Percy Qoboza, the editor of the banned South African newspaper The World, was freed from prison here, yesterday - along with nine other black community leaders detained since October in a broad security crackdown.

Announcing their release in Cape Town Justice Minister Jimmy Kruger hinted that others among the 62 blacks arrested Oct. 19 under the Terrorism Act might also be released soon.

"If things still remain quiet or even become better, it would increase the possiblity of the release of others," he said.

Qoboza's arrest touched off an international furor and led to imposition of a mandatory arms embargo against South Africa by the United Nations. It also brought demands by many Western governments and leaders for release of Qoboza and those arrested with him.

Kruger said he had personally made the decision to free Qoboza without any conditions after talking with him at the Modder Bee Prison outside Johannesburg where the prisoners are being held. He said Qoboza was free to return to his profession.

'It depends on the people who employ him," he told parliament.

Qoboza's paper was banned the day of his arrest and the black mass circulation paper that has taken its place, The Post, is a mere shadow of The World.

Kruger also made a point of saying that all but one of the other nine freed yesterday were being released unconditionally and would be permitted to participate in the coming community council election in the huge black township of Soweto outside Johannesburg.

While they were being released unconditionally, however, Kruger said that their activities would be monitored by authorities.

The timing of the releases is belived to be part of the government's campaign to get the community councils on a sounder footing.

The community council election was understood to be the main reason for the decision to release the black leaders, two of whom are members of the banned Committee of Ten, th unofficial leadership body of Soweto.

The one person released yesterday whose activities will still be restricted is Dimza Pityana, whose husband, Barney, was a founder with the dead black leader Steve Biko of the Black People's Convention. Dimza Pityana was under a banning order at the time of her arrest and is to remain under the restriction. Her husband is still in detention.

The first local reaction to the releases came from Collin Eglin, opposition leader in Parliament, who welcomed the decision but asked about the fate of those still in detention.

"We should not forget that about 52 other people are still being held nor that the whole system of detention without trial is fundamentally wrong," he said.

There are around 300 officially acknowledged political prisoners being held under South Africa's internal security laws.

Qoboza was not immediately available for comment, but there was considerable speculation here that he would go abroad rather than attempt to work here under the prevailing harsh conditions for journalists.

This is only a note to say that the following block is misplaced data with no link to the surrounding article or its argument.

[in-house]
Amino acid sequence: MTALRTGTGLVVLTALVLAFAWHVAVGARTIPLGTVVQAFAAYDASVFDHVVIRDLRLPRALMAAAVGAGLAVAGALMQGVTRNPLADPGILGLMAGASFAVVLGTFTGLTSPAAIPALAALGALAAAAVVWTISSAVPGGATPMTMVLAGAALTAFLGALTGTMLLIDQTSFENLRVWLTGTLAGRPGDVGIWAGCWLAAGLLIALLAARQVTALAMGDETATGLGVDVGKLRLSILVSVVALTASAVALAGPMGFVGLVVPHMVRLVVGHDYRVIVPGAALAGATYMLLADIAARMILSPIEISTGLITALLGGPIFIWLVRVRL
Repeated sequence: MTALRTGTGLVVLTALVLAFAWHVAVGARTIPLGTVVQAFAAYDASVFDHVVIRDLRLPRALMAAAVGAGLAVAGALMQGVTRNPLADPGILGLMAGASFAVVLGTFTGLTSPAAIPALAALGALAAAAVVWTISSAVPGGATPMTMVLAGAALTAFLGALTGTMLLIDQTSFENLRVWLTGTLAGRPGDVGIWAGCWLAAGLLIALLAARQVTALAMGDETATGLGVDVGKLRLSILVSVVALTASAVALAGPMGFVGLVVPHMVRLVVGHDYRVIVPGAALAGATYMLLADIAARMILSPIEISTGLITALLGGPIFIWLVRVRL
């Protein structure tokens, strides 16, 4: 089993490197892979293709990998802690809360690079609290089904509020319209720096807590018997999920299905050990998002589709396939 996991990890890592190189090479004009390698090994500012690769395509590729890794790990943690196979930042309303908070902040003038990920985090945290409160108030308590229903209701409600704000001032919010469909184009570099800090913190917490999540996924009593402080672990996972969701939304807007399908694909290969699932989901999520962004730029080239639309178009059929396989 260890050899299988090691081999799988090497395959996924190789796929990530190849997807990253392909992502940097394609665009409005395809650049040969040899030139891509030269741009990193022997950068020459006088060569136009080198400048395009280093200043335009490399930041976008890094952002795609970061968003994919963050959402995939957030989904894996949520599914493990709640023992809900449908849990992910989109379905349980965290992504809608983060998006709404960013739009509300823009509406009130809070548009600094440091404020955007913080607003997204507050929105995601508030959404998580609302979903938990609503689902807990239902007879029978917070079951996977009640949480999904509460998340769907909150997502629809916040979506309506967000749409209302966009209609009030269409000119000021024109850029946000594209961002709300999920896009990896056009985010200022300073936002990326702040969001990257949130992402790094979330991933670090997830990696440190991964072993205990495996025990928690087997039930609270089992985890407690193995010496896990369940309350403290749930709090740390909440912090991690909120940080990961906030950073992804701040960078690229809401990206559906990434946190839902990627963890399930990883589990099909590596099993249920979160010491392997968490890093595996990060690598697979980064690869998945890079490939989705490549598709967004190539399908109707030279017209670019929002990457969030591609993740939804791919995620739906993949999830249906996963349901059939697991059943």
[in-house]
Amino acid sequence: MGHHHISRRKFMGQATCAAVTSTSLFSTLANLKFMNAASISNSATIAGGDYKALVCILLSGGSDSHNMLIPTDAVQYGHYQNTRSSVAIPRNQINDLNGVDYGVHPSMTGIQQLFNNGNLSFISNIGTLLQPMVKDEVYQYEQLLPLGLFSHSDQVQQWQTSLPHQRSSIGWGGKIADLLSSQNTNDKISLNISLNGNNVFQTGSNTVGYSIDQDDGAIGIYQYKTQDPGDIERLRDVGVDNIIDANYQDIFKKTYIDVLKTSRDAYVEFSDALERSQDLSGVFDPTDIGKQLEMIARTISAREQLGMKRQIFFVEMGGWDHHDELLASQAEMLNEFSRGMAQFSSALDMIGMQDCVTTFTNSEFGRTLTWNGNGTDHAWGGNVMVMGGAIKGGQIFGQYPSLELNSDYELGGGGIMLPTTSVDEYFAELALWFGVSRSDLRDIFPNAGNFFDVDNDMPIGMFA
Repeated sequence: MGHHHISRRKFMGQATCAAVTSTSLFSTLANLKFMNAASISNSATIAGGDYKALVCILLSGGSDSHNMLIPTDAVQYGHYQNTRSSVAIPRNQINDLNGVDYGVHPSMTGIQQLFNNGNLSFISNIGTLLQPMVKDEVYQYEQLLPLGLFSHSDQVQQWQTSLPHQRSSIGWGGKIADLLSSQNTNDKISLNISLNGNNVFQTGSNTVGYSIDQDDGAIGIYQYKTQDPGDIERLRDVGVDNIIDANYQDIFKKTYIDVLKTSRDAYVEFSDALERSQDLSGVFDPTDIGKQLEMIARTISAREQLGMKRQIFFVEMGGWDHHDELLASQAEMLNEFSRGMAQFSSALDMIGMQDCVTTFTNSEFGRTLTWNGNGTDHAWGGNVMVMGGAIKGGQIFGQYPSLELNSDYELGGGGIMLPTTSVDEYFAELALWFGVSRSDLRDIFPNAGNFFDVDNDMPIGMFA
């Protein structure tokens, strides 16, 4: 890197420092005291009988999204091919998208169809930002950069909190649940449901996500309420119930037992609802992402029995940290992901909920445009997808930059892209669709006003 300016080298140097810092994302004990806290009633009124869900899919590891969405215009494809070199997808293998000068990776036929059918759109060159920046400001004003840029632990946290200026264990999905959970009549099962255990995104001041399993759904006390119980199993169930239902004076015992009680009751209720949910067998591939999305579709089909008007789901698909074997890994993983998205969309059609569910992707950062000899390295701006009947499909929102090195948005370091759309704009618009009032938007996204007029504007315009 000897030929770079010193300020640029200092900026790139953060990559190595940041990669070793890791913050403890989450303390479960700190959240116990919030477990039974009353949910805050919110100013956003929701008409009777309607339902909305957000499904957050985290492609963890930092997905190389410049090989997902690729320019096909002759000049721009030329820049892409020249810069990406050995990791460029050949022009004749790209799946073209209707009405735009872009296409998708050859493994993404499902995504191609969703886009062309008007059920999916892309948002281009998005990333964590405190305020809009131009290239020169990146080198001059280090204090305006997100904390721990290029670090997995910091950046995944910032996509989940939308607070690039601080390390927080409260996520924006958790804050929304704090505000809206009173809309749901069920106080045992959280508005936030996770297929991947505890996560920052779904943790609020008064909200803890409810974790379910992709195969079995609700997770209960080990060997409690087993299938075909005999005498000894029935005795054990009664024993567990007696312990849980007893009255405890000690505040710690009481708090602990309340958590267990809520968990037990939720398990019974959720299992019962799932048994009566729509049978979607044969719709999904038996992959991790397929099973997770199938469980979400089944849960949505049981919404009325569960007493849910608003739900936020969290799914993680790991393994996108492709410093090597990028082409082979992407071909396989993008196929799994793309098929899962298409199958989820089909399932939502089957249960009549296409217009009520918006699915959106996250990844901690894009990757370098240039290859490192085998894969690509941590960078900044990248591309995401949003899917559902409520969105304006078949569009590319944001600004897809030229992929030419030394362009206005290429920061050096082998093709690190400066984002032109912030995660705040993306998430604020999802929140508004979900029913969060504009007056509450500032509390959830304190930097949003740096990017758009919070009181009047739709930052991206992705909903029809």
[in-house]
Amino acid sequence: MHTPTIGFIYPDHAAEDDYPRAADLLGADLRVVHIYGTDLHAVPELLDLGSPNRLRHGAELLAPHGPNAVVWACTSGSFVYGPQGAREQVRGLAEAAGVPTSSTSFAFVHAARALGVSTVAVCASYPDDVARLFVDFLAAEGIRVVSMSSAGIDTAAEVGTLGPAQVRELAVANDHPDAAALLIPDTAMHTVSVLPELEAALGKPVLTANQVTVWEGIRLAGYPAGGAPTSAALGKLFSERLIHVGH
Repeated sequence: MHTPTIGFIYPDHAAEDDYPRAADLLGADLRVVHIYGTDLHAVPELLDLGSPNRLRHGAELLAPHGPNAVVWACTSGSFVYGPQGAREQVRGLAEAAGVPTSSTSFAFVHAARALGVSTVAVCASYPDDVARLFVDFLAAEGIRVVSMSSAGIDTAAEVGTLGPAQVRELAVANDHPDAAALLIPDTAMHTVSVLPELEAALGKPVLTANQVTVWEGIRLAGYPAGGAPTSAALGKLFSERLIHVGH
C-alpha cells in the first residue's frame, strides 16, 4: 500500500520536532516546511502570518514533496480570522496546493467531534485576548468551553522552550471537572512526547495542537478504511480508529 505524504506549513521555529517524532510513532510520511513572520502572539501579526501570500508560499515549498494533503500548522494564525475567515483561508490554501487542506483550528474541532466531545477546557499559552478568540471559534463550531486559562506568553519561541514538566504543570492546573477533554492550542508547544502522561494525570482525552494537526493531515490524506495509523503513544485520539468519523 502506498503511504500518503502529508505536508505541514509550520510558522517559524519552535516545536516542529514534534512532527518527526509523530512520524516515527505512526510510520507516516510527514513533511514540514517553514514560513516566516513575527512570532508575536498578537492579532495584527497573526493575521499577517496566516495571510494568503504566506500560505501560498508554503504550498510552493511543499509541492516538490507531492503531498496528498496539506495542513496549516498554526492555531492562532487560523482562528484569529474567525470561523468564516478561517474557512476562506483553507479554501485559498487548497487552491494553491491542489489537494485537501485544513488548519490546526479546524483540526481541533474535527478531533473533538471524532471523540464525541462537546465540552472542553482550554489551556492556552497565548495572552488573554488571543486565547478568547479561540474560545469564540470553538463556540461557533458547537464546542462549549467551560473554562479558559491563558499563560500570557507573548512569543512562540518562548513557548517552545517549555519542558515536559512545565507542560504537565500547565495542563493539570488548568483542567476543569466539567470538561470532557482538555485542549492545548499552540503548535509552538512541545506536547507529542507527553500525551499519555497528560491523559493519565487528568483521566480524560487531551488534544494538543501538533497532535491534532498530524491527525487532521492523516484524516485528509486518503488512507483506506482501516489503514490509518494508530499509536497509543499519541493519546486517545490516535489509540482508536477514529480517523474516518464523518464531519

In addition to Qoboza and Pityana, those released yesterday were: Allen Khuzwayo and V. Kraai, both members of the defunct Committee of Ten; Moses Chikane, a member of the banned South African Students Organization; Justus Legotlo, a Lutheran minsiter from Pretoria; G. Malaka, a leader of the Black People's Convention; and Kenneth Matima, Resecca Musi and T. V. Sehumi.

Absent from the list was Ntatho Motlana, chairman of the Committee of Ten. Kruger said he had seen Motlana in prison with the others but that he did not consider his case "to come in the same light" as that of Qoboza.

In part, at least, Kruger bowed to outside pressures in deciding to release Ooboza.

But this was not how the controversial justice minister explained his decision. He said the situation in the country had quieted down considerably since October and that this was the main reason for his decision.

Yesterday, however, a bomb exploded in Port Elizabeth, killing one black woman and injuring three others. It was the second bomb to go off there this week. The first killed the man who was carrying it. There has been a spate of urban terrorist bombings around the country.

Kruger said that he would ask for periodic reports on the situation in Soweto and other black townships and that this would determine his future decisions regarding more releases."

I would like to express the hope that circumstances will improve to such an extent that all the detainees will in time be released," he said.

In the Feb. 18 community council elections in Soweto, only two of 30 wards were contested and the voter turnout was just 6 percent.

This was interpreted as a massive silent protest by the 1.2 million residents of the township over the detention of those they regard as their real leaders and over the banning of the Committee of Ten. It was also taken to be an expression of passive resistance against the government's new scheme of elected community councils with enlarged powers.

It was after the poor election turnout that the Cabinet minister in charge of black relations, Connie Mulder, approached Kruger about the possibility of releasing some of the 62 political prisoners as a way of appeasing the black population.

But only two members of the Committee of Ten were freed yesterday, and it was not thought likely that this gesture would be enough to stir much additional interest in the next round of community council elections in scheduled soon.